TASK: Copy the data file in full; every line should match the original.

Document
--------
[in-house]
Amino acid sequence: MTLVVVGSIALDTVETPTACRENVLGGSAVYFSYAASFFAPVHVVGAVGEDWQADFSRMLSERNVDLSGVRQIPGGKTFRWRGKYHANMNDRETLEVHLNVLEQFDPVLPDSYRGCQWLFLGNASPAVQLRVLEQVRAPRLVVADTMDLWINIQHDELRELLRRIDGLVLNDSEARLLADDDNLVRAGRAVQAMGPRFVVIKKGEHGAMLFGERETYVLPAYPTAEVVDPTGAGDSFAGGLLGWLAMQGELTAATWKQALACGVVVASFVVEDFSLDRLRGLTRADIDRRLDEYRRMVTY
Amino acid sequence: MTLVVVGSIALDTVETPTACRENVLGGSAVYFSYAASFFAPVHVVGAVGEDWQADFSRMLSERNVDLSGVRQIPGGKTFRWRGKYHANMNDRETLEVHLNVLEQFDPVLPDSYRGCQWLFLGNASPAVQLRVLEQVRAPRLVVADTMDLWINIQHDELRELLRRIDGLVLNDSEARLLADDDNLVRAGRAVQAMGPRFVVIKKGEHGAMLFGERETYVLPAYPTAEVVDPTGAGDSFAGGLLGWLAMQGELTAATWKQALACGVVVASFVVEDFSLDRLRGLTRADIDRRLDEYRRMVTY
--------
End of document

[in-house]
Amino acid sequence: MTLVVVGSIALDTVETPTACRENVLGGSAVYFSYAASFFAPVHVVGAVGEDWQADFSRMLSERNVDLSGVRQIPGGKTFRWRGKYHANMNDRETLEVHLNVLEQFDPVLPDSYRGCQWLFLGNASPAVQLRVLEQVRAPRLVVADTMDLWINIQHDELRELLRRIDGLVLNDSEARLLADDDNLVRAGRAVQAMGPRFVVIKKGEHGAMLFGERETYVLPAYPTAEVVDPTGAGDSFAGGLLGWLAMQGELTAATWKQALACGVVVASFVVEDFSLDRLRGLTRADIDRRLDEYRRMVTY
Amino acid sequence: MTLVVVGSIALDTVETPTACRENVLGGSAVYFSYAASFFAPVHVVGAVGEDWQADFSRMLSERNVDLSGVRQIPGGKTFRWRGKYHANMNDRETLEVHLNVLEQFDPVLPDSYRGCQWLFLGNASPAVQLRVLEQVRAPRLVVADTMDLWINIQHDELRELLRRIDGLVLNDSEARLLADDDNLVRAGRAVQAMGPRFVVIKKGEHGAMLFGERETYVLPAYPTAEVVDPTGAGDSFAGGLLGWLAMQGELTAATWKQALACGVVVASFVVEDFSLDRLRGLTRADIDRRLDEYRRMVTY